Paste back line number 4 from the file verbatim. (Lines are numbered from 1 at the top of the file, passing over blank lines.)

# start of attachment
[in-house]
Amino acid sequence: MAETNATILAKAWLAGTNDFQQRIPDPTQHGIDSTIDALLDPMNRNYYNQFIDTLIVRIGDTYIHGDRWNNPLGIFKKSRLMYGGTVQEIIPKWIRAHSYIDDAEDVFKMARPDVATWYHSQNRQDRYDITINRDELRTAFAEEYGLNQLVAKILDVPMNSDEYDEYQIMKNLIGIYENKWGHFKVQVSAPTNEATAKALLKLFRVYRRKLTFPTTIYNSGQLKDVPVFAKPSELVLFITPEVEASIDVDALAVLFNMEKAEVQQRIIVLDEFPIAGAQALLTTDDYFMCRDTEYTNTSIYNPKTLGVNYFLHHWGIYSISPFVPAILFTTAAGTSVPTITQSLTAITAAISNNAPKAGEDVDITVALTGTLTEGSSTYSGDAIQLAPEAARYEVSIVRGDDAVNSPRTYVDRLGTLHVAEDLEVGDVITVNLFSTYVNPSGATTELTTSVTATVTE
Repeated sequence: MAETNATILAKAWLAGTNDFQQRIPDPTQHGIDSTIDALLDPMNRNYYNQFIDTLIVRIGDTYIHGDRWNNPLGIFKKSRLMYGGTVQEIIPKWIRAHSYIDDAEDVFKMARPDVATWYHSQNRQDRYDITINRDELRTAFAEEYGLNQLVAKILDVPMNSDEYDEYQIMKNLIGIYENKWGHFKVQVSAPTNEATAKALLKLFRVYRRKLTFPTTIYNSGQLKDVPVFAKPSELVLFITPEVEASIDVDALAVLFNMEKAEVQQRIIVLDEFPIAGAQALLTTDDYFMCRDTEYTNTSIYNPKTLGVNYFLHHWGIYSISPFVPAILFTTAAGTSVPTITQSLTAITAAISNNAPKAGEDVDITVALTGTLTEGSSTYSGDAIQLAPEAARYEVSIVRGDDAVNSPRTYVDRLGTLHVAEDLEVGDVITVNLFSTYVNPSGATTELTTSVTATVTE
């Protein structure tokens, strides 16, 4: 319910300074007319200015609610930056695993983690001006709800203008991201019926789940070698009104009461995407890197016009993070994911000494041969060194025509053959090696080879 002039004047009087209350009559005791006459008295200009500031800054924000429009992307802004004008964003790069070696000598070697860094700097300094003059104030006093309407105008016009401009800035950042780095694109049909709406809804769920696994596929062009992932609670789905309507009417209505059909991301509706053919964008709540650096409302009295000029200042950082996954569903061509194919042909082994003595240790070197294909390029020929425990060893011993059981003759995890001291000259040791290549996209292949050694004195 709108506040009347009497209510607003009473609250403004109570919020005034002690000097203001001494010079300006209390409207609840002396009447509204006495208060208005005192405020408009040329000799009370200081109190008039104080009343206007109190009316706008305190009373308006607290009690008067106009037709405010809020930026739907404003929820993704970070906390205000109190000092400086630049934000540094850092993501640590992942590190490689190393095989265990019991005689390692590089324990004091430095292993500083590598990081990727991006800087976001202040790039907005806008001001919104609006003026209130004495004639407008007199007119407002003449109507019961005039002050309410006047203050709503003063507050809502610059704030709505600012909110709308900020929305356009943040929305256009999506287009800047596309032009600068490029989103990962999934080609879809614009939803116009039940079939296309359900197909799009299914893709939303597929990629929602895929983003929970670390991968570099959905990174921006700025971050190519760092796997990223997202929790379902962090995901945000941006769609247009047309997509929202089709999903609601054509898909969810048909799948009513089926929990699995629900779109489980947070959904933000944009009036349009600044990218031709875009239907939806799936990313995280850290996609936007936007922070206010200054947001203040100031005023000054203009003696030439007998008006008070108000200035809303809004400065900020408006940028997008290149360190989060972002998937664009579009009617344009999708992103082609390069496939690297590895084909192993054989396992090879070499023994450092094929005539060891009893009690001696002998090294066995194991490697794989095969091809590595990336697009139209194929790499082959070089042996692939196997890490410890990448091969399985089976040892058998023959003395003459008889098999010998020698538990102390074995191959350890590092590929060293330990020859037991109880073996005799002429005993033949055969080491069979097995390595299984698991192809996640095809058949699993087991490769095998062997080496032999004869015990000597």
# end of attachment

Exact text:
């Protein structure tokens, strides 16, 4: 319910300074007319200015609610930056695993983690001006709800203008991201019926789940070698009104009461995407890197016009993070994911000494041969060194025509053959090696080879 002039004047009087209350009559005791006459008295200009500031800054924000429009992307802004004008964003790069070696000598070697860094700097300094003059104030006093309407105008016009401009800035950042780095694109049909709406809804769920696994596929062009992932609670789905309507009417209505059909991301509706053919964008709540650096409302009295000029200042950082996954569903061509194919042909082994003595240790070197294909390029020929425990060893011993059981003759995890001291000259040791290549996209292949050694004195 709108506040009347009497209510607003009473609250403004109570919020005034002690000097203001001494010079300006209390409207609840002396009447509204006495208060208005005192405020408009040329000799009370200081109190008039104080009343206007109190009316706008305190009373308006607290009690008067106009037709405010809020930026739907404003929820993704970070906390205000109190000092400086630049934000540094850092993501640590992942590190490689190393095989265990019991005689390692590089324990004091430095292993500083590598990081990727991006800087976001202040790039907005806008001001919104609006003026209130004495004639407008007199007119407002003449109507019961005039002050309410006047203050709503003063507050809502610059704030709505600012909110709308900020929305356009943040929305256009999506287009800047596309032009600068490029989103990962999934080609879809614009939803116009039940079939296309359900197909799009299914893709939303597929990629929602895929983003929970670390991968570099959905990174921006700025971050190519760092796997990223997202929790379902962090995901945000941006769609247009047309997509929202089709999903609601054509898909969810048909799948009513089926929990699995629900779109489980947070959904933000944009009036349009600044990218031709875009239907939806799936990313995280850290996609936007936007922070206010200054947001203040100031005023000054203009003696030439007998008006008070108000200035809303809004400065900020408006940028997008290149360190989060972002998937664009579009009617344009999708992103082609390069496939690297590895084909192993054989396992090879070499023994450092094929005539060891009893009690001696002998090294066995194991490697794989095969091809590595990336697009139209194929790499082959070089042996692939196997890490410890990448091969399985089976040892058998023959003395003459008889098999010998020698538990102390074995191959350890590092590929060293330990020859037991109880073996005799002429005993033949055969080491069979097995390595299984698991192809996640095809058949699993087991490769095998062997080496032999004869015990000597």